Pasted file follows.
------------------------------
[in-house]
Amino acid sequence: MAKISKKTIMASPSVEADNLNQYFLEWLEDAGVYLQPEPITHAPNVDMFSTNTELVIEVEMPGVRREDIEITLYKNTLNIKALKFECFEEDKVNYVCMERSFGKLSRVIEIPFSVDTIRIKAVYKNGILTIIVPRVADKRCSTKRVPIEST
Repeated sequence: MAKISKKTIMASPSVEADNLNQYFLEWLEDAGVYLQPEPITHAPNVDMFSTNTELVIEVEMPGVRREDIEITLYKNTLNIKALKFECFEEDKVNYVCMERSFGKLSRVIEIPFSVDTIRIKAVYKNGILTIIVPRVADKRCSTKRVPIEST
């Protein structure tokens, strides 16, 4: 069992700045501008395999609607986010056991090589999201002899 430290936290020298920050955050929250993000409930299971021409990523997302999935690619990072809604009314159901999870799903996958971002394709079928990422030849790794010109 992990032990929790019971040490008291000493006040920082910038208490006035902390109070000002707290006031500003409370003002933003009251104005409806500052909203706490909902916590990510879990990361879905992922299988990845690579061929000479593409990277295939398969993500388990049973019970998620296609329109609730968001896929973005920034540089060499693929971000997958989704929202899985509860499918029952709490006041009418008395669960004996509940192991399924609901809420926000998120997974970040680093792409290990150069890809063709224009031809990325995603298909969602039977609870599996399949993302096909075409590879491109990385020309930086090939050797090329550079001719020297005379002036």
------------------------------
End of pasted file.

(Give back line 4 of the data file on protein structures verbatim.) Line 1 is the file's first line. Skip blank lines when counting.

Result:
């Protein structure tokens, strides 16, 4: 069992700045501008395999609607986010056991090589999201002899 430290936290020298920050955050929250993000409930299971021409990523997302999935690619990072809604009314159901999870799903996958971002394709079928990422030849790794010109 992990032990929790019971040490008291000493006040920082910038208490006035902390109070000002707290006031500003409370003002933003009251104005409806500052909203706490909902916590990510879990990361879905992922299988990845690579061929000479593409990277295939398969993500388990049973019970998620296609329109609730968001896929973005920034540089060499693929971000997958989704929202899985509860499918029952709490006041009418008395669960004996509940192991399924609901809420926000998120997974970040680093792409290990150069890809063709224009031809990325995603298909969602039977609870599996399949993302096909075409590879491109990385020309930086090939050797090329550079001719020297005379002036």